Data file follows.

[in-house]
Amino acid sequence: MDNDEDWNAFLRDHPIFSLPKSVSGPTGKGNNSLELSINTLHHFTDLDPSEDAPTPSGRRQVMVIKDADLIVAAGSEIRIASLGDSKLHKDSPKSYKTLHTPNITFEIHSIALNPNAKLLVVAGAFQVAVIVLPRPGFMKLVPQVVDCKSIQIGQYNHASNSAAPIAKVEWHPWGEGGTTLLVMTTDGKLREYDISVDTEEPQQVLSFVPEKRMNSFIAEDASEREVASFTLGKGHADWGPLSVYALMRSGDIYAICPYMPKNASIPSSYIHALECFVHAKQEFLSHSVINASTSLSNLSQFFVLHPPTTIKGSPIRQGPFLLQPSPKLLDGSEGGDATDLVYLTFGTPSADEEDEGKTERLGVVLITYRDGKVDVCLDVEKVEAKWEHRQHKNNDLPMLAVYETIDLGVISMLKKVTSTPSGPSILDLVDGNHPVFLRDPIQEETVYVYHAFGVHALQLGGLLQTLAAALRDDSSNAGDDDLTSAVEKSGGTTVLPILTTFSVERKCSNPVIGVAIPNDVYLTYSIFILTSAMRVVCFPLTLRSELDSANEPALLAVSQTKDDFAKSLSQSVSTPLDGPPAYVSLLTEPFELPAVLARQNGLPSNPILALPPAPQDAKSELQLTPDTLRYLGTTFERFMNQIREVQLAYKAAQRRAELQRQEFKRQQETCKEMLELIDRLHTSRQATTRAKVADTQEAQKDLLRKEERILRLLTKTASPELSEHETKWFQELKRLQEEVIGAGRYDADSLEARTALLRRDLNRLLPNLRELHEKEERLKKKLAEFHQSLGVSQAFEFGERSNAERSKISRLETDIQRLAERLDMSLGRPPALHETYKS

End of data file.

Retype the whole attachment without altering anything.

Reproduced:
[in-house]
Amino acid sequence: MDNDEDWNAFLRDHPIFSLPKSVSGPTGKGNNSLELSINTLHHFTDLDPSEDAPTPSGRRQVMVIKDADLIVAAGSEIRIASLGDSKLHKDSPKSYKTLHTPNITFEIHSIALNPNAKLLVVAGAFQVAVIVLPRPGFMKLVPQVVDCKSIQIGQYNHASNSAAPIAKVEWHPWGEGGTTLLVMTTDGKLREYDISVDTEEPQQVLSFVPEKRMNSFIAEDASEREVASFTLGKGHADWGPLSVYALMRSGDIYAICPYMPKNASIPSSYIHALECFVHAKQEFLSHSVINASTSLSNLSQFFVLHPPTTIKGSPIRQGPFLLQPSPKLLDGSEGGDATDLVYLTFGTPSADEEDEGKTERLGVVLITYRDGKVDVCLDVEKVEAKWEHRQHKNNDLPMLAVYETIDLGVISMLKKVTSTPSGPSILDLVDGNHPVFLRDPIQEETVYVYHAFGVHALQLGGLLQTLAAALRDDSSNAGDDDLTSAVEKSGGTTVLPILTTFSVERKCSNPVIGVAIPNDVYLTYSIFILTSAMRVVCFPLTLRSELDSANEPALLAVSQTKDDFAKSLSQSVSTPLDGPPAYVSLLTEPFELPAVLARQNGLPSNPILALPPAPQDAKSELQLTPDTLRYLGTTFERFMNQIREVQLAYKAAQRRAELQRQEFKRQQETCKEMLELIDRLHTSRQATTRAKVADTQEAQKDLLRKEERILRLLTKTASPELSEHETKWFQELKRLQEEVIGAGRYDADSLEARTALLRRDLNRLLPNLRELHEKEERLKKKLAEFHQSLGVSQAFEFGERSNAERSKISRLETDIQRLAERLDMSLGRPPALHETYKS